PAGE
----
Updated LinkedIn Compliance Program – What Does It Mean?

May 2, 2014

The new LinkedIn Compliance Program is not necessarily new, however, it is expanded. That is in participants, which was long overdue. In reality, this expansion to include more social media archivers in the partner program finally allows the industry to get into compliance.

Why now, when there have been many opportunities to do so during the past several years? Expanding the field of archivers that cover the financial services industry also expands the opportunity for increased LinkedIn revenue across those channels where they make money – namely – Premium subscriptions, Talent Solutions and advertising. We’ll come back to that.

The API Puzzle

The LinkedIn application programming interface (API), the manner through which archivers get entree to LinkedIn data, has always been less generous than its peers (i.e. Facebook, Google, Twitter and others). In many cases, it was difficult, if not impossible, to use the public API as an archiver ran the risk of running afoul of LinkedIn’s Developer Terms of Service. Thus providing compliance on LinkedIn accounts was often limited in scope. A cruel irony considering our industry’s use of LinkedIn versus its peers.

The partner program existed prior to 2014, it was simply limited to only a few participants, who received wider reach into the API. For those archivers who were not already participating in the partner program prior to 2014, this now expands their coverage from Profiles on LinkedIn to include InMail, Company Pages and Groups – central elements in any oversight of client correspondence, public posts and related publishing activities by financial professionals.

Reviews. Recommendations, Endorsements – Testimonials?

Most likely coincidental, this launch is in parallel with the Securities and Exchange Commission’s relaxing of the rules around third-party reviews of financial advisors, LinkedIn’s competitors in some cases. Thus advisors can claim their name (and location) on sites such as Yelp, Google Local for Business and other sites that are considered objective (not owned or controlled by the financial advisor). They can also use those reviews in advertising following specific guidelines.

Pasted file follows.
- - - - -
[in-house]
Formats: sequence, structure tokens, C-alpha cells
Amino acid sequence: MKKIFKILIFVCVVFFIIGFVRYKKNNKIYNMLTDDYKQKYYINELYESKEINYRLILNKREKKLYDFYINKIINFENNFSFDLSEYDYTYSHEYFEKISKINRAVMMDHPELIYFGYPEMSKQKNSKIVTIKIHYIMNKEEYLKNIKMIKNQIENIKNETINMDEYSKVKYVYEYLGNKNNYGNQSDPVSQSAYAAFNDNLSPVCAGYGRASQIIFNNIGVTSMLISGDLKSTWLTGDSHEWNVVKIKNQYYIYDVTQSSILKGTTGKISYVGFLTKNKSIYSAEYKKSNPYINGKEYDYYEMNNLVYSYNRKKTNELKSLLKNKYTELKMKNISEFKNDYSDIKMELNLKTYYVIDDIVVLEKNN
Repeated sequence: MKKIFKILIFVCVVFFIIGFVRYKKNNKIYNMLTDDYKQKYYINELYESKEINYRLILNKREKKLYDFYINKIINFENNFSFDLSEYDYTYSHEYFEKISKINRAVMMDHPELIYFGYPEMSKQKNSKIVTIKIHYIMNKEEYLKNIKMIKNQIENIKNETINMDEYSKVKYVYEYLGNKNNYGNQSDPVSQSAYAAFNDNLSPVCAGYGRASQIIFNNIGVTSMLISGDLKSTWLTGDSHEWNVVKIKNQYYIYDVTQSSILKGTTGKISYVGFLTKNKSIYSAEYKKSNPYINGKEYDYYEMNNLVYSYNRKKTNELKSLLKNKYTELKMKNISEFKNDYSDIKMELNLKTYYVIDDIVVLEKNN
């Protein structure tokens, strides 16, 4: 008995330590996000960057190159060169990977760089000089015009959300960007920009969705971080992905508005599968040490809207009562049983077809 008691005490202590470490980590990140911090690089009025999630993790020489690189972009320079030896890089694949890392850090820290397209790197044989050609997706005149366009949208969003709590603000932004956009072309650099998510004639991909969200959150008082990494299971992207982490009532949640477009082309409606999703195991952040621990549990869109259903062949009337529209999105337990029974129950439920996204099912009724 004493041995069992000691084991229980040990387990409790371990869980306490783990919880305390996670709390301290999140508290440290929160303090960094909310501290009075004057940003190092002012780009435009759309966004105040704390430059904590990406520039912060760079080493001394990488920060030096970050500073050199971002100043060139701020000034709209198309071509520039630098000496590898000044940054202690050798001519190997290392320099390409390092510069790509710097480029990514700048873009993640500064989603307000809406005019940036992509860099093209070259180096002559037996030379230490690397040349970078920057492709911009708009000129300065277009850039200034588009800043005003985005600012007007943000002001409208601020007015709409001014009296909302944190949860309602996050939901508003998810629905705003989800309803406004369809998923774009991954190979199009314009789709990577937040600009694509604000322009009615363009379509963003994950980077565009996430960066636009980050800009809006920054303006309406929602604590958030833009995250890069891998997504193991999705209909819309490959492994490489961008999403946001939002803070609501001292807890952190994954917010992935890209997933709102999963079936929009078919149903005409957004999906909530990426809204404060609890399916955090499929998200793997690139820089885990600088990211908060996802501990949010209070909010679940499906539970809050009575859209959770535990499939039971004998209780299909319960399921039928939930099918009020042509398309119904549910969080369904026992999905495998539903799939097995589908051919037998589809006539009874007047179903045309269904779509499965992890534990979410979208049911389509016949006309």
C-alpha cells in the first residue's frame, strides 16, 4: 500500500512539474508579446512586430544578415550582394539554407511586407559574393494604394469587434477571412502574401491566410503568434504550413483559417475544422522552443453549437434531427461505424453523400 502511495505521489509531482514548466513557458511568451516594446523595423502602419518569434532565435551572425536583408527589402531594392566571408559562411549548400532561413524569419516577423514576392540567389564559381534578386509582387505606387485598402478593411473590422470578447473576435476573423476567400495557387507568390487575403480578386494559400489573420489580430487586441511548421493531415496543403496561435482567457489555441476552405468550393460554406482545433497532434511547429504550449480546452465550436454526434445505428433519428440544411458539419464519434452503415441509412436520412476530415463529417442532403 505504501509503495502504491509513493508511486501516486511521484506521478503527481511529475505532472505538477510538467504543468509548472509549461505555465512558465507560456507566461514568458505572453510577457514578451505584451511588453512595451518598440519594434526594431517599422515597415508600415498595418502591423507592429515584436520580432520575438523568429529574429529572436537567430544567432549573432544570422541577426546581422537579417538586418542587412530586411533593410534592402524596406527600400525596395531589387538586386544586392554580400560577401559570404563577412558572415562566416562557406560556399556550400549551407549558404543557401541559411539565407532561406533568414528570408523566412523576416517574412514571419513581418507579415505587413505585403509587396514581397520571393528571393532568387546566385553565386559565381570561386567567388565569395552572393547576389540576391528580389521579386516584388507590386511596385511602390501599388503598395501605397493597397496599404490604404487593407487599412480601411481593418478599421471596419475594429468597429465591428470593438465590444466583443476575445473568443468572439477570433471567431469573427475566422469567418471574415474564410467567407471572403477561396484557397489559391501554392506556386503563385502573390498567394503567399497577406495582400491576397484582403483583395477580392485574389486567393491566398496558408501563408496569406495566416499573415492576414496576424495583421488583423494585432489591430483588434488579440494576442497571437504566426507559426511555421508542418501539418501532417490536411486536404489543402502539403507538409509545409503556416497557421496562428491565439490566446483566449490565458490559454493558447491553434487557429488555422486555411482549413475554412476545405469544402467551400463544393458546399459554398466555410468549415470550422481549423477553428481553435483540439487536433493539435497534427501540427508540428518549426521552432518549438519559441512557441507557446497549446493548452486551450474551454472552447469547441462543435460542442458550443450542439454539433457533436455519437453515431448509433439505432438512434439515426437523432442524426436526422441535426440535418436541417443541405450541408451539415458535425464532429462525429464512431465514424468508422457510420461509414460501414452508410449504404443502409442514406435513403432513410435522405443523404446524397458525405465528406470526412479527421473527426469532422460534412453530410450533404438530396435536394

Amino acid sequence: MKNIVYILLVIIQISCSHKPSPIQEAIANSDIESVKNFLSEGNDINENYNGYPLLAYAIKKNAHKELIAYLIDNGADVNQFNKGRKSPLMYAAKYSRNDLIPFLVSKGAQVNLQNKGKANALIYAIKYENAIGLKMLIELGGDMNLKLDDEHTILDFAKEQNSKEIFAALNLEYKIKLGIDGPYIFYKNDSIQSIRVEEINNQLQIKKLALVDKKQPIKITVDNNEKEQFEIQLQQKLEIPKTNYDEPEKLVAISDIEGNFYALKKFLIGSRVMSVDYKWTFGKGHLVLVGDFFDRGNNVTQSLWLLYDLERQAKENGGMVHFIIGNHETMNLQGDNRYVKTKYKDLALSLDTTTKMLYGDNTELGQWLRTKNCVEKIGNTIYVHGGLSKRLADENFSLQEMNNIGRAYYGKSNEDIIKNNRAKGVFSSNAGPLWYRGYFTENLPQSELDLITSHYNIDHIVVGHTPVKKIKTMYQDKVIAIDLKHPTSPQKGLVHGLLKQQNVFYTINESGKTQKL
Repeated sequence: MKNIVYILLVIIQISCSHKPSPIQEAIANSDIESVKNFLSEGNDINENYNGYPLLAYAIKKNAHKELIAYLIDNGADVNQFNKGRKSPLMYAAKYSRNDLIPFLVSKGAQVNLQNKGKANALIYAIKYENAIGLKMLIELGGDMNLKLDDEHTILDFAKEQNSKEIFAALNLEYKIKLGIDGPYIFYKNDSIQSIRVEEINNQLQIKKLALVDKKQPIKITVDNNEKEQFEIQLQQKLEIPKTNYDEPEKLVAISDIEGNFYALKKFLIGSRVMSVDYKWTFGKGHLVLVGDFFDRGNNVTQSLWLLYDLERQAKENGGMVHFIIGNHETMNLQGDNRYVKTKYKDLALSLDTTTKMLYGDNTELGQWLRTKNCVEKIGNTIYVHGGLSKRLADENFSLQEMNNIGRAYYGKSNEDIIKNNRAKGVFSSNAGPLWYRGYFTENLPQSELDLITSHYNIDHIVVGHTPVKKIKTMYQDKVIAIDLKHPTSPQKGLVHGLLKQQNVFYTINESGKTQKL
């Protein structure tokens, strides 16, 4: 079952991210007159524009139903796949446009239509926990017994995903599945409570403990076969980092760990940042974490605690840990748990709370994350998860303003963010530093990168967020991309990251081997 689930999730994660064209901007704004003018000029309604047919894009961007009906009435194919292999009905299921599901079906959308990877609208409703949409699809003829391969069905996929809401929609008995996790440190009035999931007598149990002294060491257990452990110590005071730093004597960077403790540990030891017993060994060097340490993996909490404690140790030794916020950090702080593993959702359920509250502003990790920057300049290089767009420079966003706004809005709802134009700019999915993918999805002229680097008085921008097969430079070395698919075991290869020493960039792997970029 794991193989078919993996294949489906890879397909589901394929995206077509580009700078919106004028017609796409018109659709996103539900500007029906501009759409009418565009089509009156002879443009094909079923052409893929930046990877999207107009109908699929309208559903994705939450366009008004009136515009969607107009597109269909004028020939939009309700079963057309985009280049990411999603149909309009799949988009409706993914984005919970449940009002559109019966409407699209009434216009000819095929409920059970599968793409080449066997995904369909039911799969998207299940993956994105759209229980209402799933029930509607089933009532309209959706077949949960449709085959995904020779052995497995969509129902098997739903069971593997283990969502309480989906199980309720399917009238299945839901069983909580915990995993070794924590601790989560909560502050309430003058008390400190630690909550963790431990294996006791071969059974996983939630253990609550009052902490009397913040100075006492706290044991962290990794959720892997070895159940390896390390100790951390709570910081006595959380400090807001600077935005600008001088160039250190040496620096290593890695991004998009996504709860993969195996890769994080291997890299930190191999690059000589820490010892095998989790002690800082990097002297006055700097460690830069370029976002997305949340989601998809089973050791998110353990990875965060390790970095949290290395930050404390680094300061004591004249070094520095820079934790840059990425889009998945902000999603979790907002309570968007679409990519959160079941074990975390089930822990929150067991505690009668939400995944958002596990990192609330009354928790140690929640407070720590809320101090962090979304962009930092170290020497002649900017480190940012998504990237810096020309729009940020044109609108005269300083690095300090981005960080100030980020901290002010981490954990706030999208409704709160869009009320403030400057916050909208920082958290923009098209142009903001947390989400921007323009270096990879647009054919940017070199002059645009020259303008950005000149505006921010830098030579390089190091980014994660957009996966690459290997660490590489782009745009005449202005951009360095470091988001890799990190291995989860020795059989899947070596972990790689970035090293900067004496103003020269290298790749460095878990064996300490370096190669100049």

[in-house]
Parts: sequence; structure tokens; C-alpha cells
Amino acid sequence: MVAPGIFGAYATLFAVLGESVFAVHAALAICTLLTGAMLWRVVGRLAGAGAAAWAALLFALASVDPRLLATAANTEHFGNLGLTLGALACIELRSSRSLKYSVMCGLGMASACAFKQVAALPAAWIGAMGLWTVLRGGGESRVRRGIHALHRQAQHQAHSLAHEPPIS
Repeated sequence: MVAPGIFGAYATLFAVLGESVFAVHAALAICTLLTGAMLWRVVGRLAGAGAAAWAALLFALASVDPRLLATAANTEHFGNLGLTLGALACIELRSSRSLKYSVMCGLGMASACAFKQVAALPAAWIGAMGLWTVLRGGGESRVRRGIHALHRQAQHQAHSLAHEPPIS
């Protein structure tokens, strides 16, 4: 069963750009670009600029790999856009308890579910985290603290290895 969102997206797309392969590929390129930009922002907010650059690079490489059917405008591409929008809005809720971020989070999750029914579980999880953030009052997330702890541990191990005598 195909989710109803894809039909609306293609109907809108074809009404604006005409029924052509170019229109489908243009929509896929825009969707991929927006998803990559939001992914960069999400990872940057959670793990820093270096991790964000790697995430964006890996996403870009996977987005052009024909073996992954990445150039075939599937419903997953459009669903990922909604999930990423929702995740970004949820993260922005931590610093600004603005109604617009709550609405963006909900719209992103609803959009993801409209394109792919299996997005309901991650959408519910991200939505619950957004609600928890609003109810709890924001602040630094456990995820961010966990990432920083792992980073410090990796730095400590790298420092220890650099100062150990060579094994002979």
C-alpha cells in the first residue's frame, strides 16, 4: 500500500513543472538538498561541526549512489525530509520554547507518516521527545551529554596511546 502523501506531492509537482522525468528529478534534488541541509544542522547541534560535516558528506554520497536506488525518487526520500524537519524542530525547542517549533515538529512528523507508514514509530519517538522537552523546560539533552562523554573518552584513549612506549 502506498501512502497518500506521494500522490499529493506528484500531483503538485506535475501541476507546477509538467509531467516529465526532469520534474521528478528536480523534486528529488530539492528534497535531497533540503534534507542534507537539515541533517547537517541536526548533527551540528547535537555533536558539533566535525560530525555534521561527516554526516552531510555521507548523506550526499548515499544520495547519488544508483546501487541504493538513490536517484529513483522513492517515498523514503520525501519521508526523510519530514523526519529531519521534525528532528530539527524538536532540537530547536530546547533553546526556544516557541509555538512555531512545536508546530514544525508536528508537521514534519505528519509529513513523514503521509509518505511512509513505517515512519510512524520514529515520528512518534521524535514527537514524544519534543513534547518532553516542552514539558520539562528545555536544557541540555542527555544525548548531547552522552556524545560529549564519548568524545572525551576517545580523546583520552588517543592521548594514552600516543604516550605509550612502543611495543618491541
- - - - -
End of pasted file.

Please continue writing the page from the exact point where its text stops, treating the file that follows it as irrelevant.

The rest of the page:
While LinkedIn Recommendations seemingly remain out-of-bounds, most certainly this does create speculation if that will change in the near future. After all, not all Recommendations are solicited. This is certainly an area to watch evolve. Endorsements are another example, where they don’t quite look and feel like a testimonial, yet they sit (currently) in a gray area.

Some organizations in financial services already allow Skills Endorsements, either without limitations, or through providing a distinct roster of Skills that can be added to LinkedIn Profiles, and subsequently endorsed by Connections. This is apparent by spending some time scrolling through searches of financial advisors to validate.

The Key Indicator Driving Revenue Opportunity

What’s interesting to consider is the guidance offered under Question 2 of the SEC’s notice (page 3 of their PDF). In essence there are methods through which a financial advisor can take unedited reviews from those objective third-party sites and publish it on their own web site or social media sites (emphasis mine). Could this mean taking reviews from Yelp and showcasing them on one’s LinkedIn Profile? It’s possible.

Obviously this makes for motivation by LinkedIn to include as many known archivers to the financial services industry as possible in their program. Not only does it ramp up engaged adoption (versus just languishing static profiles operating under radio silence), which helps their monthly active user statistics. It also drives potential revenue to the those three channels where LinkedIn makes money – Premium subscriptions, Talent Solutions and advertising.

It certainly incentivizes financial professionals to upgrade to a Premium subscription to get access to expanded InMail, deeper search capabilities and more detailed analytics for their Profiles.

Moreover it certainly can be in the best interests of enterprises managing financial professionals to embrace the platform:

  • perfecting internal supervisory procedures, unlocking engagement and increasing their sales pipelines,
  • insuring their constituents look good on LinkedIn, becoming de facto brand ambassadors.

Not too mention, in knowing a much larger audience of financial professionals become visible on LinkedIn, tapping into Talent Solutions (LinkedIn’s recruiting solution) to beef up key staff and advisor acquisition initiatives.

Finally, if an enterprise is fully engaged and its brand ambassadors shine, advertising dollars may also surface in marketing budgets for use on LinkedIn. The very specific reach and filtering available in LinkedIn ads are an allure and with a company “feeling more compliant” – that exploration may begin in a more meaningful way.

Will This Change Archiver Pricing?

Beyond the testimonial watch that is ever ongoing, it will be interesting to monitor how the archivers adjust their solutions based on getting access to this expanded program from LinkedIn. For those who were in the previous partner group prior to 2014, such as Global Relay and Hearsay Social, it is business as usual as they had access to this deeper layer of data. As to the newcomers to the partner program, will their perhaps come new features or intriguing use of that LinkedIn data to drive up value? For some, most importantly, does this mean price increases across the board?



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